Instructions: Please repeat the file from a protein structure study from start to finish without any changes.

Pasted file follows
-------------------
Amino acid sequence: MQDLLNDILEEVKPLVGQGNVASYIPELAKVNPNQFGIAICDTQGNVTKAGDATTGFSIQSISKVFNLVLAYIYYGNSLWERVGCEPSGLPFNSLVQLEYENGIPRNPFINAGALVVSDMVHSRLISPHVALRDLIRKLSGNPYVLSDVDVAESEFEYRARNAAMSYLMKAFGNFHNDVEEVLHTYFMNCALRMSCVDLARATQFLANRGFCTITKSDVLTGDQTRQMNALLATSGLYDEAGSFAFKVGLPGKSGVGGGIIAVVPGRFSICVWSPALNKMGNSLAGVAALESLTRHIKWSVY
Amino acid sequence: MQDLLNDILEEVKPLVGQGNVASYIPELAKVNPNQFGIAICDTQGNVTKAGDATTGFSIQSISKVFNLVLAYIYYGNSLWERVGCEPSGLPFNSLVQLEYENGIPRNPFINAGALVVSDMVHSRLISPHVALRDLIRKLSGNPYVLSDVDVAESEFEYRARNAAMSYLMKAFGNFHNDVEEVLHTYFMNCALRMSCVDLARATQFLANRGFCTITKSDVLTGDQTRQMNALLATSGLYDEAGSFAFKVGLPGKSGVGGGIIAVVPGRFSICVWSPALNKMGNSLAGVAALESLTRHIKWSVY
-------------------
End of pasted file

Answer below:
Amino acid sequence: MQDLLNDILEEVKPLVGQGNVASYIPELAKVNPNQFGIAICDTQGNVTKAGDATTGFSIQSISKVFNLVLAYIYYGNSLWERVGCEPSGLPFNSLVQLEYENGIPRNPFINAGALVVSDMVHSRLISPHVALRDLIRKLSGNPYVLSDVDVAESEFEYRARNAAMSYLMKAFGNFHNDVEEVLHTYFMNCALRMSCVDLARATQFLANRGFCTITKSDVLTGDQTRQMNALLATSGLYDEAGSFAFKVGLPGKSGVGGGIIAVVPGRFSICVWSPALNKMGNSLAGVAALESLTRHIKWSVY
Amino acid sequence: MQDLLNDILEEVKPLVGQGNVASYIPELAKVNPNQFGIAICDTQGNVTKAGDATTGFSIQSISKVFNLVLAYIYYGNSLWERVGCEPSGLPFNSLVQLEYENGIPRNPFINAGALVVSDMVHSRLISPHVALRDLIRKLSGNPYVLSDVDVAESEFEYRARNAAMSYLMKAFGNFHNDVEEVLHTYFMNCALRMSCVDLARATQFLANRGFCTITKSDVLTGDQTRQMNALLATSGLYDEAGSFAFKVGLPGKSGVGGGIIAVVPGRFSICVWSPALNKMGNSLAGVAALESLTRHIKWSVY